Wednesday, September 14, 2011

Organization Tips for Autism and ADHD

In my previous post I talked about some of my issues with getting organized.  I have some tips, as wells as the rough diagram of my to-do list I've been using for awhile.

First, let's talk a little bit about why someone might have issues with being organized.  Executive Functioning is a term that is defined by the ability to organize information and stimuli, while regulating one's own emotions, and thoughts, as well as prioritizing what needs attention. That's a very basic definition, anyway.  Executive functioning is impaired/different in people with neurological disorders, such as Autism Spectrum Disorder and ADHD.  In my family, all 5 of us have an issue with one of these two conditions.  While the reasons why I struggle to be organized differs from my husband's the results often look the same.  The only difference is that I can figure a way out of it, where I honestly don't think he'll ever have the skills, as well as he really doesn't care if things are messy, disorganized and off schedule.  I care a great deal.  My basic to do list is divided in 4 quarters:

DAILY TASKS :                          

  In the upper hand corner here I have my  daily tasks.  These things generally need done everyday, like dishes, laundry, exercise ect... If you find you don't have to do the task that day, then cross it out. These are your basic tasks. These are in the Have To Do category.      


 On the right side I have things I Need  done that aren't daily activities.Such as,  important phone calls, errands, appointments.  Also, other things that are weekly like washing sheets.


  On the lower left hand side is where I put tasks and projects that are more long term, so that I still have them in my  mind and can plan on moving them to my Need list.  I also put stuff that I want to get  done, but may not have a chance. I try to resist  the urge to clutter up the Need area with things that aren't urgent. Prioritizing is key. If I can just get my daily tasks and Need tasks done, then I feel  I've accomplished enough.


On the lower right hand side is where I put daily reminders, and messages. I even keep phone messages here. This reduces clutter by using one sheet of paper for everything.  At the end of the day, I put any important info or phone messages in my notebook, or wherever it may need to go.  The list goes in the trash.                                                                                               

Tips for Helping Young Children get Organized:

  1. Help them sort their belongings into categories, ie trucks and cars in one pile, stationary and pens in another.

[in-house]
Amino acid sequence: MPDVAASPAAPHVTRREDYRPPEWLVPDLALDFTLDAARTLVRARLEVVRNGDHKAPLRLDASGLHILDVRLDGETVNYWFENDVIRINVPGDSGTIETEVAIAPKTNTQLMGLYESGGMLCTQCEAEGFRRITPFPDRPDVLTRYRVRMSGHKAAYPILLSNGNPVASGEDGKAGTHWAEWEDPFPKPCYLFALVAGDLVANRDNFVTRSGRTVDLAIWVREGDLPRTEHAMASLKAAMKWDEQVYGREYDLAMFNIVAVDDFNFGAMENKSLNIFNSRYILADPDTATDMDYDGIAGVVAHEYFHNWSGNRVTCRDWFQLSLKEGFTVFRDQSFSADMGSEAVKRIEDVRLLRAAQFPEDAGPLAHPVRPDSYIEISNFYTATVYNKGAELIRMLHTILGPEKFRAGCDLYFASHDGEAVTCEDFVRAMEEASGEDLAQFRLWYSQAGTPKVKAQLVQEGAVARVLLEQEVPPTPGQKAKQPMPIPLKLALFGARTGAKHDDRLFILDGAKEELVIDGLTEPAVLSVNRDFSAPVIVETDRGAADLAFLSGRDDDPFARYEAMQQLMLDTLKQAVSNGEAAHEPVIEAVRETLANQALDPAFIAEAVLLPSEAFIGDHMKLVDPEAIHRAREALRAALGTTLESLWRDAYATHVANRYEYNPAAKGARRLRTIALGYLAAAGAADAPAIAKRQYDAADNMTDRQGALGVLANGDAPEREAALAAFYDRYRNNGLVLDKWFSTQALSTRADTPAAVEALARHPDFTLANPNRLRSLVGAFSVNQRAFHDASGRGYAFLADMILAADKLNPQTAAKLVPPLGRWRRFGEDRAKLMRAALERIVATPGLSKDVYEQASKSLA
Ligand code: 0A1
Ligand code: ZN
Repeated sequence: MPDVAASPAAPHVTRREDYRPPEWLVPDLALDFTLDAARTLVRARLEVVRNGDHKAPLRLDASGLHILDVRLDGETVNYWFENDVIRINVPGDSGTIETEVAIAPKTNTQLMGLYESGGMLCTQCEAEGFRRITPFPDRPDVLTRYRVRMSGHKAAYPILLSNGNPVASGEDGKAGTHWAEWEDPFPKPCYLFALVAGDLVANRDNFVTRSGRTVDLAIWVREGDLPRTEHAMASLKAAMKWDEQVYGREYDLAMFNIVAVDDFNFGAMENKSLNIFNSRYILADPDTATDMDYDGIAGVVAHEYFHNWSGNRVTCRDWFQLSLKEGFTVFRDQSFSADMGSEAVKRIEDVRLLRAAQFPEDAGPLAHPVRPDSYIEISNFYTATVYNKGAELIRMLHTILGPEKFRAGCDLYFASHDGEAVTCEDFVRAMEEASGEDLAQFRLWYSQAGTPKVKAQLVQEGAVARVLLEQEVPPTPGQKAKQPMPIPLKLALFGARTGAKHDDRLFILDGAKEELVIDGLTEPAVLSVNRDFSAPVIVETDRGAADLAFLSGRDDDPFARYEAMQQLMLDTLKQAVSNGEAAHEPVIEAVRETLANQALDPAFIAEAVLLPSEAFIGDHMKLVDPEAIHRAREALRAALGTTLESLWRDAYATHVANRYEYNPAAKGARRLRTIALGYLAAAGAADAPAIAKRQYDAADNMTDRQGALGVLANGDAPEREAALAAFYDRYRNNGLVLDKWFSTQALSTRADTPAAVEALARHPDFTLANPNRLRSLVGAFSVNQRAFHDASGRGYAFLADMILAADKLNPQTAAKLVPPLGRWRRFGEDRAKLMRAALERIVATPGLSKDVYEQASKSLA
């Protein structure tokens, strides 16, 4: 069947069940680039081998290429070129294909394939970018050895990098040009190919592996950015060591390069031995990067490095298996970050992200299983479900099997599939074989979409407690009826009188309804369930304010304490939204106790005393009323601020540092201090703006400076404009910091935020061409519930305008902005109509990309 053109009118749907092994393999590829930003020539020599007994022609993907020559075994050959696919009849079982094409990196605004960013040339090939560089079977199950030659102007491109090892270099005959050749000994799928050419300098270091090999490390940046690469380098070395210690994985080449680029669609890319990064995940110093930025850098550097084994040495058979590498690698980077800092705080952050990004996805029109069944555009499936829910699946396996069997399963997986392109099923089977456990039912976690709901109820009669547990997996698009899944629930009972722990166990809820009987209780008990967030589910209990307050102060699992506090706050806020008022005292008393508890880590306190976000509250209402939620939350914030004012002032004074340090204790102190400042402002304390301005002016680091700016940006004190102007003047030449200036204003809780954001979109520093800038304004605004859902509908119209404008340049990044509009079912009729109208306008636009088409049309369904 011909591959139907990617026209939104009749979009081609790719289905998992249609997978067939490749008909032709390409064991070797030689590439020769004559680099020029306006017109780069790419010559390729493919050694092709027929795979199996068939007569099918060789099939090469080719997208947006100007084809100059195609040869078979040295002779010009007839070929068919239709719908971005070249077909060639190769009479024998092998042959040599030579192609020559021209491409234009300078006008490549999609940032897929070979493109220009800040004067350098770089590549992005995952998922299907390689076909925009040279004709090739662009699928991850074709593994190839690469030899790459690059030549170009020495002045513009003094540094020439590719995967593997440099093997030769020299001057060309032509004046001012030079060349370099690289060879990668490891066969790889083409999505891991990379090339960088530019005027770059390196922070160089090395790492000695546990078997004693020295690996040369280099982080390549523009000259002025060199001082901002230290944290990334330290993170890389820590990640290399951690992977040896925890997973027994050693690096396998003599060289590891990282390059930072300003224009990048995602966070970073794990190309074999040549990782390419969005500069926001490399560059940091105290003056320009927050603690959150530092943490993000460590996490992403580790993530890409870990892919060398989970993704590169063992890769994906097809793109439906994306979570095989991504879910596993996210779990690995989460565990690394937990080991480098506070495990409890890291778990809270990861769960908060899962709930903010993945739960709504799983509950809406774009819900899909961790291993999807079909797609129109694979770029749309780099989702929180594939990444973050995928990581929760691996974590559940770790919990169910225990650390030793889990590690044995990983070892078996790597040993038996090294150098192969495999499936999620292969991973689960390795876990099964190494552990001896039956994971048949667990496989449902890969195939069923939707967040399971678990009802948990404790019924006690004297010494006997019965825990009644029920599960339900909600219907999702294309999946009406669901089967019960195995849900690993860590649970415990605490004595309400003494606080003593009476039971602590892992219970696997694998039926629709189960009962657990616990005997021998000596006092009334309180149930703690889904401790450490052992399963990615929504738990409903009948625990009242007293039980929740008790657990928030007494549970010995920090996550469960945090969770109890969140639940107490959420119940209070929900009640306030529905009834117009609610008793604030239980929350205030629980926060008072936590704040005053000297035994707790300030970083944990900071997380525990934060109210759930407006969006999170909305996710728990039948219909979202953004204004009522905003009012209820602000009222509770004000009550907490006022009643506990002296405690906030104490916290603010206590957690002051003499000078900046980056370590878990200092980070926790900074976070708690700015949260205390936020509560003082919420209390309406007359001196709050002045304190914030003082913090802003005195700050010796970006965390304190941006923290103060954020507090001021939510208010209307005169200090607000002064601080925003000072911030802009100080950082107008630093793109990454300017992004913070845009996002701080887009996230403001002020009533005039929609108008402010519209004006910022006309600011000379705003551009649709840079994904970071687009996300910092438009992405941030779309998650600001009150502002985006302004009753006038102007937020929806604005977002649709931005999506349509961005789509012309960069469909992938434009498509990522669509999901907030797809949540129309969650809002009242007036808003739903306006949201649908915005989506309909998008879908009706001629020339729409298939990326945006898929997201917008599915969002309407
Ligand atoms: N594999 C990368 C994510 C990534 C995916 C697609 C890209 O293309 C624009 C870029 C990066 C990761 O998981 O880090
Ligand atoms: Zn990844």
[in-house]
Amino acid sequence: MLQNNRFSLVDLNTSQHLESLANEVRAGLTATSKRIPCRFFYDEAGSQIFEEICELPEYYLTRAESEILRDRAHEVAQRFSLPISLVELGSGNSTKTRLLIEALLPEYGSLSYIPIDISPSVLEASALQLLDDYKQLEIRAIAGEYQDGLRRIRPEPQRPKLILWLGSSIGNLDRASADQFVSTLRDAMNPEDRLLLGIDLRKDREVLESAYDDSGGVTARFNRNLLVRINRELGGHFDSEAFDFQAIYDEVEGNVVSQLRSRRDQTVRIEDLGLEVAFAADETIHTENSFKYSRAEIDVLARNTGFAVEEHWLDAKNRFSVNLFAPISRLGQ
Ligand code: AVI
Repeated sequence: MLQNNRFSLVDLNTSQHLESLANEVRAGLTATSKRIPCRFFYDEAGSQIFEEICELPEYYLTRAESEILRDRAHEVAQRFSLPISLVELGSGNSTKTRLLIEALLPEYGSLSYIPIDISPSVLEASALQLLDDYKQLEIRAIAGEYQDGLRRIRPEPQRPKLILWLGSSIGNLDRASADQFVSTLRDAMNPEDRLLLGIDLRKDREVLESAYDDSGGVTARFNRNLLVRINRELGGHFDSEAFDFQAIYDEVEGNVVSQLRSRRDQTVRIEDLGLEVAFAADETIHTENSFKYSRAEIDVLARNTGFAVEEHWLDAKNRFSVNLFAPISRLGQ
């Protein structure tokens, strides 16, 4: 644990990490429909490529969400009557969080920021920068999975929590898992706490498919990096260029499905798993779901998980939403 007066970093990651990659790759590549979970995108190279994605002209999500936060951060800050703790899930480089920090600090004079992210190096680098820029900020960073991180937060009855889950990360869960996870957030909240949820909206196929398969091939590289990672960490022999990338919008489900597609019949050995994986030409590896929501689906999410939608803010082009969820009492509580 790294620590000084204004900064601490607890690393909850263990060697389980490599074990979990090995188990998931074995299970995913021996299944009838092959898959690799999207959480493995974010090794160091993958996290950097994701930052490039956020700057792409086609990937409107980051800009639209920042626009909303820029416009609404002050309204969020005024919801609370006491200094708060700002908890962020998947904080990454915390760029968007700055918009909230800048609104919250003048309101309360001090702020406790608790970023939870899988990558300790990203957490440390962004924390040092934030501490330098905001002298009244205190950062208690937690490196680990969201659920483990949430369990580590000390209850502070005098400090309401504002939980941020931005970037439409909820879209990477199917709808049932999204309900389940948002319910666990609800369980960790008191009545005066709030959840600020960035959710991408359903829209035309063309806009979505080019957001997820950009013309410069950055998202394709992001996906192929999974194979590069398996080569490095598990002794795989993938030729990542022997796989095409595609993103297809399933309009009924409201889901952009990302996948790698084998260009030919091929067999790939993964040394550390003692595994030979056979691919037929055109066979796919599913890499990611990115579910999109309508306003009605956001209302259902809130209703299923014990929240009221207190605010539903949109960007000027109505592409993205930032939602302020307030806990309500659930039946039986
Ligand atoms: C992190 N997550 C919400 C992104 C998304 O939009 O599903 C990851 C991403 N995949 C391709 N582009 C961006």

2. Teach them good prioritizing habits.  Help them make good choices about letting some other child have a chance to play with their old toys that they don't play with by donating or putting in a garage sale.  Less is more when you have issues controlling clutter.
  3. Once you have divided into piles and sorted the keeps and the give aways, decide on a home for said items. For my daughter I took masking tape and labeled her drawers and bins with the contents that went inside.  I put it on the outside at first, then faded it to being labeled only on the inside of the areas as she got older. (It just looks nicer that way) 
  4. Once you've done all the work and it's picked up and organized discuss with your child about a designated day of the week that will be for big cleaning.  That day will now be cleaning room day.  If they're old enough have them learn to dust and vacuum their own room.
  5. Every evening set a timer for 10 minutes and have them pick up toys and other belongings.  This keeps the mess minimal so there's not an overwhelming heap of stuff to organize come cleaning day.
  6. For really young kids, or ASD kids that might need extra help, you might have to stand there and tell them what categories to pick up for #1.  For my son, I even had to go by color to keep him engaged, like telling him to pick up the red legos, then the blue ones.  It's time consuming, but necessary to help them build their own independent skills.
  1. Make charts to keep track of chores and other things (like good behaviors). Decide how to reward and for how much. My daughter gets 20 cents a star (averaging $6-$10 a week depending).  My son doesn't care much about money so he gets to stay up late, watching tv and sleep on the couch for every 10 stars he earns.  

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